1977 – The institute launched a South Africa project that went on to produce a series of books and studies on South African apartheid.
1979 – IPS Senior Fellow Saul Landau won an Emmy for his documentary, “Paul Jacobs and the Nuclear Gang.” The documentary tells the story of the cover-up by the U.S. nuclear program and of the hazards of radiation to American citizens.
Early 1980s – Barbara Ehrenreich, the now-renowned author of Nickel and Dimed, led the institute’s Women and the Economy project.
1985 – IPS Fellow Roger Wilkins helped found the Free South Africa Movement, which organized a year-long series of demonstrations that led to the imposition of U.S. sanctions.
1985 – Fellow William Arkin published Nuclear Battlefields: Global Links in the Arms Race, which helped galvanize anti-nuclear activism through its revelations of the impact of nuclear infrastructure on communities across America.
1989 – Amnesty International adopted women’s issues as human rights issues following a speech by former IPS Fellow Charlotte Bunch.
1991 – The pamphlet Crisis in the Gulf was produced by the institute, a text that was widely used by the peace movement during the first military foray into Iraq.
1991 – IPS Fellow Daphne Wysham helped bring to light a private memo by Larry Summers, Chief Economist at the World Bank, in which Summers declared, “the economic logic behind dumping a load of toxic waste in the lowest wage country is impeccable and we should face up to that… I’ve always thought that under-populated countries in Africa are vastly underpolluted.”
1993 – The leadership of former IPS Fellow Charlotte Bunch was crucial to the adoption by the 1993 United Nations Conference on Human Rights in Vienna, of strong support for women.
1993 – Sarah Anderson, now director of the Global Economy project at IPS, conceives of and publishes a report on CEO pay that would compare the pay of corporate executives to everyday employees on the shop room floor. This became her first of a series of annual reports on executive pay that has informed and transformed the debate on inequality.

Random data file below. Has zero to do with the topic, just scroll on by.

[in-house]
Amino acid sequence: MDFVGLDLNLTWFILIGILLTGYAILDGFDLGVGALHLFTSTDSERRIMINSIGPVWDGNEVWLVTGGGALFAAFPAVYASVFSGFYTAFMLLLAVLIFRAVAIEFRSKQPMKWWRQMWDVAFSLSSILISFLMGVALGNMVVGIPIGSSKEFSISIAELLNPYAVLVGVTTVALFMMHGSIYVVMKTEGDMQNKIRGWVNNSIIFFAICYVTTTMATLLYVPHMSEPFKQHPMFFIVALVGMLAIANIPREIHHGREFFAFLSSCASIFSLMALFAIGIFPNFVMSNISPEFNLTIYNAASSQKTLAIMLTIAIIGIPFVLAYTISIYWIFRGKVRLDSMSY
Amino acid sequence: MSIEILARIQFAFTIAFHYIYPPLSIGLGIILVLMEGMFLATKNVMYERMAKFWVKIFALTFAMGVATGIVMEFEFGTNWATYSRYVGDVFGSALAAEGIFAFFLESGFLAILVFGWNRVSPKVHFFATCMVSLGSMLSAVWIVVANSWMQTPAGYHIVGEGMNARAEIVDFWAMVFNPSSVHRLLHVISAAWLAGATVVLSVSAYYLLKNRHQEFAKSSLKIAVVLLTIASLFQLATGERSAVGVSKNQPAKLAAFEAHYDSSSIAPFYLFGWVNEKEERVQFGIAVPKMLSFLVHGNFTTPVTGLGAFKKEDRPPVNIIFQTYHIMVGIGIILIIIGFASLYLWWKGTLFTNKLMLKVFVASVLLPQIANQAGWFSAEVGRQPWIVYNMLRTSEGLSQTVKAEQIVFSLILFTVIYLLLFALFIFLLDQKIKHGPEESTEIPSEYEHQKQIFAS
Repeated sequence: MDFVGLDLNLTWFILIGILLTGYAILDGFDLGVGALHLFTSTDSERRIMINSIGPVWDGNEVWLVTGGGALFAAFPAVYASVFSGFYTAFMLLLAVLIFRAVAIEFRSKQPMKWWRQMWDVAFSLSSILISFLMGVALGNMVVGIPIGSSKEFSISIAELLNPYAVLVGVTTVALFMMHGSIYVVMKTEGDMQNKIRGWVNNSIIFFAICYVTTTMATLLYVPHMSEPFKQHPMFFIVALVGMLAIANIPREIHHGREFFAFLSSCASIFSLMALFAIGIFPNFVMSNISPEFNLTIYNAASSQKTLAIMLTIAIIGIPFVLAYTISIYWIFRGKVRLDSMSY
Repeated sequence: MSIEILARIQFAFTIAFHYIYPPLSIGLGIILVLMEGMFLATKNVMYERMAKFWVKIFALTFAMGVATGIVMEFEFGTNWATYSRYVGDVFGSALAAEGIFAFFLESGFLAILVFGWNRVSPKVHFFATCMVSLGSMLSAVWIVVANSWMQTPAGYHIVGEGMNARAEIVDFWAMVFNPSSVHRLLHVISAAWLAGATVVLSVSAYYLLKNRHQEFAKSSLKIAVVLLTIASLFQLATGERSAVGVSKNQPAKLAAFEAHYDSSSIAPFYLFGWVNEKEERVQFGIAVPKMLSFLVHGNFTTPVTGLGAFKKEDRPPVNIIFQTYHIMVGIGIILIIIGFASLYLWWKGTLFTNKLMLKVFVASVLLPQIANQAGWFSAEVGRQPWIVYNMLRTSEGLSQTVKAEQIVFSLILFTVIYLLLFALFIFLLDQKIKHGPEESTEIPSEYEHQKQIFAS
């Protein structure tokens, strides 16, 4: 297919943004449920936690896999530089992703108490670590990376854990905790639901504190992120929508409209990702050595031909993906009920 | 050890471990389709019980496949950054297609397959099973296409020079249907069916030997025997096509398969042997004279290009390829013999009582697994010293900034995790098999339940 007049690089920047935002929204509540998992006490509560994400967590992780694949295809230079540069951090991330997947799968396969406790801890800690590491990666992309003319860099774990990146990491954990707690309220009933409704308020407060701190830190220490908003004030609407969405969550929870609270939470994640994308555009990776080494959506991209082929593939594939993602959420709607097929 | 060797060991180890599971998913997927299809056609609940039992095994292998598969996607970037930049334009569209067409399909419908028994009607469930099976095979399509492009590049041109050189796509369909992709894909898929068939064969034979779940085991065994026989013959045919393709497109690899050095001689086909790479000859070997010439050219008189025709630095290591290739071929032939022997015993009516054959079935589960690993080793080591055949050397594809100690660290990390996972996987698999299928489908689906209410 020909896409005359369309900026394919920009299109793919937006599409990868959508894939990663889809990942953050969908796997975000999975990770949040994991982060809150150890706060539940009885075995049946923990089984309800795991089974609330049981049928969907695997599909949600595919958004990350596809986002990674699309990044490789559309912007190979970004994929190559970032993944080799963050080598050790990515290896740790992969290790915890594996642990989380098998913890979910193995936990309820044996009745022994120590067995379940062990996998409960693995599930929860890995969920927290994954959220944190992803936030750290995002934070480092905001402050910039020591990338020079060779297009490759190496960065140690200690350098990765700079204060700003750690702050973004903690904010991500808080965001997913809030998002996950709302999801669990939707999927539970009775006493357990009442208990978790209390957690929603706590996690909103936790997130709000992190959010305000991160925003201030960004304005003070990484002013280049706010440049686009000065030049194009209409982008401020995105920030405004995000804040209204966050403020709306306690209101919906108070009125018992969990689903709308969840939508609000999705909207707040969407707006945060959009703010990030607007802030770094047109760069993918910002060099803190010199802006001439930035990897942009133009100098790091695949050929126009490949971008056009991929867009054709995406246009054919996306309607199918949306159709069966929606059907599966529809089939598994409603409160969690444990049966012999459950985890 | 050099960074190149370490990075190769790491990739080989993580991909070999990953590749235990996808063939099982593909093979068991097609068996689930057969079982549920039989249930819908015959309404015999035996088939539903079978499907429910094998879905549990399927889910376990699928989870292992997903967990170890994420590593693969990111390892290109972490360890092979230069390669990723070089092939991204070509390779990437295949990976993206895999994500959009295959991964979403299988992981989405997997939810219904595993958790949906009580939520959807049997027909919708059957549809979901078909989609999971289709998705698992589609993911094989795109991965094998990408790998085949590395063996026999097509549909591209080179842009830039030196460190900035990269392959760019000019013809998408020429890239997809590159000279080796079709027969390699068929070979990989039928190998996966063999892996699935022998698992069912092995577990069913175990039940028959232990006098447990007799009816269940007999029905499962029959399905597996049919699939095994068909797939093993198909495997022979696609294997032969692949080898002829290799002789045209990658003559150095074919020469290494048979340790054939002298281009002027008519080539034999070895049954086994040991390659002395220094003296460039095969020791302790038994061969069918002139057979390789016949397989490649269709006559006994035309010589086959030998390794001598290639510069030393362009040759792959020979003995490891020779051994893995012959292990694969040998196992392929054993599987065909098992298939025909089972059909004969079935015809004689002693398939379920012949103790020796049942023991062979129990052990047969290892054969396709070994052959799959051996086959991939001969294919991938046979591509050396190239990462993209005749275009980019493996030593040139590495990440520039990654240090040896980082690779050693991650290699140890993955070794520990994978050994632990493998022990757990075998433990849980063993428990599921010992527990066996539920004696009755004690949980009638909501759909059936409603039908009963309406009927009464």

1994 – The institute publishes Global Dreams by current IPS Director John Cavanagh and co-founder Richard Barnet. The book was a follow-up to the groundbreaking work Global Reach. Both books are still required reading in many college classes today.
1998 – Chilean dictator Augusto Pinochet was arrested in connection with a Spanish case brought by former IPS Visiting Fellow Joan Garces, and the indictment of Pinochet by Chilean Judge Juan Guzman, a Letelier-Moffitt human rights awardee.
2003 – The institute convened the meeting that led to the formation of the country’s largest coalition against the war in Iraq, United for Peace and Justice.
2005 – IPS publishes its Field Guide to the Global Economy, revised edition, by IPS Director John Cavanagh, IPS Global Economy Project Director Sarah Anderson, and others. It helps to make sense of the rapidly changing international economy, explaining how global institutions such as the World Bank, International Monetary Fund, World Trade Organization, and North American Free Trade Agreement affect communities, workers, the poor, and the environment. The book dispels the widely disseminated propaganda about current globalization policies and provides an update on the burgeoning movement that is challenging them. The guide has become required reading in many college classes.
2011 – The institute releases its 18th annual Executive Excess report, showing that 25 CEOs of major corporations received more in compensation than their companies paid in federal income taxes, offering an important contribution to efforts to ensure that wealthy Americans pay their fair share to Uncle Sam. The report was coordinated by Sarah Anderson, director of IPS’s Global Economy project, who has pulled together IPS reports on executive pay since 1993.
2011 and 2012 – In a personal capacity, IPS staff and scholars participated enthusiastically in the Occupy movement, including: sleeping at encampments; helping new occupiers navigate the consensus process; providing meeting spaces for Occupy DC participants; and marching in the streets. In a professional capacity, IPS scholars drafted hard-hitting analysis on inequality and corporate power that gave the movement fuel — before, during, and after Occupy’s moment in history.
2013 – We’ll never stop working to turn ideas into action!